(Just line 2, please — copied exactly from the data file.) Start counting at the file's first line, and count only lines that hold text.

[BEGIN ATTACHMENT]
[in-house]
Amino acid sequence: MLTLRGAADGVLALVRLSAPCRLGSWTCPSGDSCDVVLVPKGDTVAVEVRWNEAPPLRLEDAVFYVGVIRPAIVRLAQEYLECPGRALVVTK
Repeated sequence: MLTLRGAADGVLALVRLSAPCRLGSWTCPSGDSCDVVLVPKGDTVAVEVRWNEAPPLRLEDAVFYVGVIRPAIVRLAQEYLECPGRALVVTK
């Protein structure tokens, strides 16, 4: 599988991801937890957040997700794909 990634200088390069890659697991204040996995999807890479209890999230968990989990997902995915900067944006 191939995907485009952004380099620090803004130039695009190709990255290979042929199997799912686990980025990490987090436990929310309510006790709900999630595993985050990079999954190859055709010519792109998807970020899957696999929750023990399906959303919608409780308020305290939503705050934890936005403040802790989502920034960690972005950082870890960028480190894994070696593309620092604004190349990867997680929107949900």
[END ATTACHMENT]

Amino acid sequence: MLTLRGAADGVLALVRLSAPCRLGSWTCPSGDSCDVVLVPKGDTVAVEVRWNEAPPLRLEDAVFYVGVIRPAIVRLAQEYLECPGRALVVTK